Review: MacSlon’s Irish Pub Radio – Raise Your Pints Vol. 3 (2018)

When I think of compilation albums, it usually conjures up a vision of being subjected to the type of shite that is regularly pumped out by the likes of Now! That’s What I Call Music (ha ha), with it’s latest pop fluff assaulting the airwaves (and my ears). The only respite I found over the years was in samplers from punk labels, or the occasional “traditional pub songs” folk CD. Recently though, the good folk at MacSlon’s Irish Pub Radio have cracked the magic formula to produce compilations that will sit nicely with anyone of a celt-punk persuasion.



The online streaming station based in Germany should already be essential listening if you like your music whiskey-soaked and raucous, and “Raise Your Pints Vol. III” demonstrates the type of fare they offer up every day perfectly. 20 handpicked tracks of some of the best bands around at the moment, it’s one hell of a showcase of how far and wide the scene has gone.


Understandably, there’s a lot of bands from MacSlon’s neck of the woods featured, with Kings & Boozers, Hellraisers & Beerdrinkers, Muirsheen Durkin & Friends, Airs & Graces, Paddy’s Funeral and The Ceili Family demonstrating the Teutonic talent for Guinness fuelled sing-and-stomp-a-longs. Hailing from the U S of A, Orange County natives Brick Top Blaggers, Baltimore’s The Lucky Pistols, and The Kilmaine Saints from central Pennsylvania show that the States continue to produce top quality celtic punk from all over.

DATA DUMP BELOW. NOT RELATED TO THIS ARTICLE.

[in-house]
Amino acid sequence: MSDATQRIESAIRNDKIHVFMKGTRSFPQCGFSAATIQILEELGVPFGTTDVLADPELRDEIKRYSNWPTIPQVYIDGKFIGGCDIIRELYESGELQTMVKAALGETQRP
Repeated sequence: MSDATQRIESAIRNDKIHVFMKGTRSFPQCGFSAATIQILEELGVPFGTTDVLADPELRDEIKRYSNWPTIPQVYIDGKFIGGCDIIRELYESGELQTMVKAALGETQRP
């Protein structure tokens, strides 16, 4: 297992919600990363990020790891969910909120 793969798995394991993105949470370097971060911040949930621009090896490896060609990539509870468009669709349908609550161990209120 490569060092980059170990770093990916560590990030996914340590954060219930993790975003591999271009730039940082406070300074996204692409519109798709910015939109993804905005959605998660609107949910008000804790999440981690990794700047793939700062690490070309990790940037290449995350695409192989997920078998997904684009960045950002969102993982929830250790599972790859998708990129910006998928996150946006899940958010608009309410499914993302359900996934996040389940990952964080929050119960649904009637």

MacSlon’s has flung the net far and wide to find the best the rest of Europe has to offer, and doesn’t disappoint with Italy’s Uncle Bard & The Dirty Bastards, Serbian heavyweights Irish Stew of Sindidun and Orthodox Celts, ShamRocks from Ukraine, Swiss celt-punkers Tortilla Flat, Spain’s The Fatty Farmers, and France represented by Sons Of O’Flaherty and Sophy Ann Pudwell (whose version of “Galway Girl” far outdoes any certain red-headed pop warblers).


Getting closer to home, there’s the all-conquering Ferocious Dog and the brilliant Black Water County from the UK. Finally, there’s Ireland’s own The Logues, with one of the highlights of the entire runtime with “Yvonne John”. Overall, it’s a cracking collection and shows that MacSlon’s Irish Pub Radio is one of the best purveyors of celtic punk around.


Grab a beer, stick this on and have yourself a party without risk of some autotuned nonsense unexpectedly polluting the speakers.




  • Mike (Mersey Celt Punks)


MacSlon’s Irish Pub Radio


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